Redblacks look to the future with 2021 CFL Draft class

The second draft, or third if you count the Global one last month, in the Paul LaPolice era centred heavily around players who will help the Redblacks down the road.

COVID-19 led to the cancellation of U Sports football and an erratic NCAA schedule. For general manager Marcel Desjardins, his eighth draft at the helm of the organization was perhaps the most difficult to plan out.




Many joke, and fairly so, that Desjardins almost always goes offensive line in the first round but a new trend has emerged. If you want to be drafted by the Redblacks in the first round, just be a versatile defensive player capable of contributing immediately on special teams. That worked for safety Antoine Pruneau in 2014, defensive back Adam Auclair in 2020 and now linebacker Deshawn Stevens.

With Ottawa’s ratio largely set following free agency, it makes a lot more sense why Desjardins and LaPolice used the draft for the future.

In a pair of interesting side notes, Ottawa spent an equal number of picks on each phase of the game — two on offence, two on defence, and two on special teams. As for the breakdown of where the picks are from — which typically looms large in contract renewals when rookie deals run out (see Evan Johnson for example) — five of the team’s six draft selections are Ontario talent.

Without further ado, let’s take a closer look at the newest Redblacks.

First round, sixth overall: LB/DL Deshawn Stevens, Maine

The six-foot-two, 255-pound Toronto native boasts not only good size but excellent production. The two-time team captain was credited with 211 tackles, 21 tackles for loss, 11.5 sacks, forced one fumble, recovered three more and snagged one interception while playing middle linebacker for the Black Bears.

Although Stevens tore his Achilles in 2019, he’s fully recovered from that injury, as evidence by the team-high 28 tackles he made in Maine’s four-game spring season. With another year of NCAA eligibility remaining, Stevens has been honest about his desire to transfer to a bigger football program in hopes of catching the eye of an NFL team. Should he fail to receive an offer during time in the transfer portal, Ottawa could be welcoming him to training camp.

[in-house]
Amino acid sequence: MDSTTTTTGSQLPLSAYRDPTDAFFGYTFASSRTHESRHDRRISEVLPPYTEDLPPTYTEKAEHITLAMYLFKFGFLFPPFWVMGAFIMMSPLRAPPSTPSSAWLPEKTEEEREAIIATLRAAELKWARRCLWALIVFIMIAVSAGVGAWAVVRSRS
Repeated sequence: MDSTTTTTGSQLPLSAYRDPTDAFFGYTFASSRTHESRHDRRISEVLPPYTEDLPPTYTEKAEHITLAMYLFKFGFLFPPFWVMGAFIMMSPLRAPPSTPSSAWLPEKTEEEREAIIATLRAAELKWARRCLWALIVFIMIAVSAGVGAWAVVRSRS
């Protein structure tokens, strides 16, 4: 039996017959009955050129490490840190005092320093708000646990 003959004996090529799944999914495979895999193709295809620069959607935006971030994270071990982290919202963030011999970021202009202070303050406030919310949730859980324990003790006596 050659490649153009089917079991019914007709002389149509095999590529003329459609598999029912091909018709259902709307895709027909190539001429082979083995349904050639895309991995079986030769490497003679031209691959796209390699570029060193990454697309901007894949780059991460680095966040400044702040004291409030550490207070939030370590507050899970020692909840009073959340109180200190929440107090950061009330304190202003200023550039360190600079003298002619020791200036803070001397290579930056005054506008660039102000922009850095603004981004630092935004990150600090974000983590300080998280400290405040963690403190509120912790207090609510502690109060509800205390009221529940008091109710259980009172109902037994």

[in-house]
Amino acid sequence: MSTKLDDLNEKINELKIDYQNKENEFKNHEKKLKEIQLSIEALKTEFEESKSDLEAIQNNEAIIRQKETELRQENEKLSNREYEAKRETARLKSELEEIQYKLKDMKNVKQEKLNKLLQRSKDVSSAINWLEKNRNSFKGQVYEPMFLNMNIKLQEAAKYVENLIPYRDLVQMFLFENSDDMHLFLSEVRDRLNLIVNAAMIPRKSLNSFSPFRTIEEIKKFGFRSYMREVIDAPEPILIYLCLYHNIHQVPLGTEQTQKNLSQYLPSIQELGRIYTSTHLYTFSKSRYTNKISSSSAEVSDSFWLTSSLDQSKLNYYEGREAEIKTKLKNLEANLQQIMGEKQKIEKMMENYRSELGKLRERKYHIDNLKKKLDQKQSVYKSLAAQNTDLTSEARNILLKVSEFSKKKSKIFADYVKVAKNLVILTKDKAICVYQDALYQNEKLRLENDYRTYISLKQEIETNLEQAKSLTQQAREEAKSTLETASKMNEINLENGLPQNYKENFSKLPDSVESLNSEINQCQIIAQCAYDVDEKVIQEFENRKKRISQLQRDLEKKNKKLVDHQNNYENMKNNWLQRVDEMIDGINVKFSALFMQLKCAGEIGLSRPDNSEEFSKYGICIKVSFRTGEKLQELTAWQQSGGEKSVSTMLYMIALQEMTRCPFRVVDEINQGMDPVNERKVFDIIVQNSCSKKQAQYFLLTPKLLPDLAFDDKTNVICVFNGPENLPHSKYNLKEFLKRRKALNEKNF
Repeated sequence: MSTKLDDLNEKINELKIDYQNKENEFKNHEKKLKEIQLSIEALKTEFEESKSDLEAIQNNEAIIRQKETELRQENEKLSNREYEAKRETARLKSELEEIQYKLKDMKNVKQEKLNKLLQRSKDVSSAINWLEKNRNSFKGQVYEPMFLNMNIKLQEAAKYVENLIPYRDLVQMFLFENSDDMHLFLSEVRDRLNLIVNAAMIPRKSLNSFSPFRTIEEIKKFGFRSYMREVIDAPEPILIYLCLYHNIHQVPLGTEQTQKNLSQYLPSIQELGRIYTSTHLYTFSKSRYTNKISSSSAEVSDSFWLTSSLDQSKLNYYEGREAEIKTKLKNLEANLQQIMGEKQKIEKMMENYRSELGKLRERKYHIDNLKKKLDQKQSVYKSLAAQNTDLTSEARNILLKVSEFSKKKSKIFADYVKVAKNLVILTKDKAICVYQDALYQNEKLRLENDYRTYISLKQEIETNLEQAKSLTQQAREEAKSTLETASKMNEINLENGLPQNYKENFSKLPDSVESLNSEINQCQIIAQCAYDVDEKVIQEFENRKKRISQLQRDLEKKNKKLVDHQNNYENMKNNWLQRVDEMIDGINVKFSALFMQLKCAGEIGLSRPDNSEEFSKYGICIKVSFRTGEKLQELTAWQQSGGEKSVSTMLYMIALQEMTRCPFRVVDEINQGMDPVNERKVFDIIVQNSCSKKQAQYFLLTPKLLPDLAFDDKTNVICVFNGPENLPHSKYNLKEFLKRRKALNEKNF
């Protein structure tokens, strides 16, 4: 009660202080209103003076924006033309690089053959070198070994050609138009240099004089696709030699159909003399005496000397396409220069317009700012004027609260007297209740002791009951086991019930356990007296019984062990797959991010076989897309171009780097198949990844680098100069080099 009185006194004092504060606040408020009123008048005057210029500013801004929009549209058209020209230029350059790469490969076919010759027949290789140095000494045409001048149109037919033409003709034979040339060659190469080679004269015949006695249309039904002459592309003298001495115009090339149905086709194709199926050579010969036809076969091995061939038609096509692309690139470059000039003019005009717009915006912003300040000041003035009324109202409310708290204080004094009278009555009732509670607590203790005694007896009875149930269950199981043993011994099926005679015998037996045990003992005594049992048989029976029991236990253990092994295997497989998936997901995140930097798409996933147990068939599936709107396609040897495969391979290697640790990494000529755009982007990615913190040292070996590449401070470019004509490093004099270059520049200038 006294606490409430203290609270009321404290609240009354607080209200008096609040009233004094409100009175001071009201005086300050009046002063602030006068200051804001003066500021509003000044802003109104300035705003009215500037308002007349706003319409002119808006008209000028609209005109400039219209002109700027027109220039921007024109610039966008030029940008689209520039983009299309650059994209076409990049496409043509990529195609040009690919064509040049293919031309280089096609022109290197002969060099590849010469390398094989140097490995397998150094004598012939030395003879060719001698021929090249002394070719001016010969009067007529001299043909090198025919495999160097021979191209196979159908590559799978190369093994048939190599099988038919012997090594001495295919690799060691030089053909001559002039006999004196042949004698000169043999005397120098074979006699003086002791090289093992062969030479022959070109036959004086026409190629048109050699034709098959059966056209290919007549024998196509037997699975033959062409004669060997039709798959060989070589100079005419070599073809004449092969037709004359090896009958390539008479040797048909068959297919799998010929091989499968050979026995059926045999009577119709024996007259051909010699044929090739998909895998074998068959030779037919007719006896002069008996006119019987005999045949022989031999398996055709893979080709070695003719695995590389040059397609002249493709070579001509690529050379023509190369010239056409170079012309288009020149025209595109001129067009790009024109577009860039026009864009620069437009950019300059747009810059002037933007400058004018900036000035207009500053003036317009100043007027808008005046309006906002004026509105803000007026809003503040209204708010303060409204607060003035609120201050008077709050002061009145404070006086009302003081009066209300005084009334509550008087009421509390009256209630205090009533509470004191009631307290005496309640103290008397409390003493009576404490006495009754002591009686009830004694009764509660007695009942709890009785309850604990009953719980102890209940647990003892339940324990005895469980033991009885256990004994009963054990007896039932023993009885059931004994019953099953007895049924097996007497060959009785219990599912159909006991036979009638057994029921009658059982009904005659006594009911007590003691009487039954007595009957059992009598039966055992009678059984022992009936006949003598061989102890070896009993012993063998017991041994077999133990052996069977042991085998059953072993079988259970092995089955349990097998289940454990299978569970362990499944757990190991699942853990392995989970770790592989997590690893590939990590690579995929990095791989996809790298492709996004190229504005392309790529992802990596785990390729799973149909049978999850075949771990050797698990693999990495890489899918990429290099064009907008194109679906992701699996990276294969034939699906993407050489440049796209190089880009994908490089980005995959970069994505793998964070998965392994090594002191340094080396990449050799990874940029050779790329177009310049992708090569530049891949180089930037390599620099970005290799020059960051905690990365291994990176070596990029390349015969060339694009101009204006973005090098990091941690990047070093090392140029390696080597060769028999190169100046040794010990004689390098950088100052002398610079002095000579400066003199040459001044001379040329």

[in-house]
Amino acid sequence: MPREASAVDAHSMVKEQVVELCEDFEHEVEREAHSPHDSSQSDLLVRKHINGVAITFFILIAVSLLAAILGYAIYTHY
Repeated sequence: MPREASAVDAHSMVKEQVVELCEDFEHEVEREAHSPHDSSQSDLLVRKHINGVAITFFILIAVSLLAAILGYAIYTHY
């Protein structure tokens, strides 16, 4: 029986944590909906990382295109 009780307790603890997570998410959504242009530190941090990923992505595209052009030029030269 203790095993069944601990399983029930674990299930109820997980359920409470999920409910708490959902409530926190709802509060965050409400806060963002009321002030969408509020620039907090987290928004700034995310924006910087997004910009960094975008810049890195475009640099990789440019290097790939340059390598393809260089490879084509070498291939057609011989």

If that turns out to be the case, Stevens likely begins his career making an immediate impact on special teams and rotating in at defensive end, mainly because Ottawa’s linebacking corps is already stacked with experienced Americans.

Oddly enough, Stevens won’t be the only Maine alum on the team, as linebacker Christophe Mulumba-Tshimanga and defensive back Sherrod Baltimore are former Black Bears, too.

Second round, 13th overall:  DB Alonzo Addae, West Virginia

As per 3DownNation’s top prospect rankings, the Redblacks stole Addae at 13, given that he was the No. 9-ranked prospect. Just like Stevens, R-Nation shouldn’t expect to see Addae making plays at TD Place this summer, given that the Pickering native will return to school in 2021.

The five-foot-10, 189-pounder isn’t physically imposing per se, but has shown a knack for throwing his weight around. Much like Pruneau, a current fan favourite and original Redblack, Addae’s frame and skillset mean he’s capable of playing multiple positions in the secondary and potentially even strong-side linebacker.